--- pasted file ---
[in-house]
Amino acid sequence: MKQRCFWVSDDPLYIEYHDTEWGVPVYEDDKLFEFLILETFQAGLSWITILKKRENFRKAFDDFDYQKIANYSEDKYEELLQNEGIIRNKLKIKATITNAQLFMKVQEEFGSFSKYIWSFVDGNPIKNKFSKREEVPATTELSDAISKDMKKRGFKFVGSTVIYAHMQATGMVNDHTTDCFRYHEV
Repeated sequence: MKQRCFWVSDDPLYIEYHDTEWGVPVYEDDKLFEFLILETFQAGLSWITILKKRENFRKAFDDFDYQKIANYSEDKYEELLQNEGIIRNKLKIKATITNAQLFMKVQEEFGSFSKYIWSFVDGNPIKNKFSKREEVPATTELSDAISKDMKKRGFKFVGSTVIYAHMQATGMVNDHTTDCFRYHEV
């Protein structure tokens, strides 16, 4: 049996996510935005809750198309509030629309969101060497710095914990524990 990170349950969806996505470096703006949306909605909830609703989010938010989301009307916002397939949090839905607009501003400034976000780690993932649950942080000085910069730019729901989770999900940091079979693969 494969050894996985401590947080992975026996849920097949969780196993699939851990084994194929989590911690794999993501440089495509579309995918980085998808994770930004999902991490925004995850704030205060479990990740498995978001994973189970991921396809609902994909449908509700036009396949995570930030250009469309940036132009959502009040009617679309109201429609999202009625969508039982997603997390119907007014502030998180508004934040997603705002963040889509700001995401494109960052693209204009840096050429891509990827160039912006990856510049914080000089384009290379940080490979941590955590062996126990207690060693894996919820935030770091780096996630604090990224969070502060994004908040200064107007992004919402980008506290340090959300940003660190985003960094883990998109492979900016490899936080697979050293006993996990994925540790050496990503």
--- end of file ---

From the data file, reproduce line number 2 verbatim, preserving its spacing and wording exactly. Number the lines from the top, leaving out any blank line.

Amino acid sequence: MKQRCFWVSDDPLYIEYHDTEWGVPVYEDDKLFEFLILETFQAGLSWITILKKRENFRKAFDDFDYQKIANYSEDKYEELLQNEGIIRNKLKIKATITNAQLFMKVQEEFGSFSKYIWSFVDGNPIKNKFSKREEVPATTELSDAISKDMKKRGFKFVGSTVIYAHMQATGMVNDHTTDCFRYHEV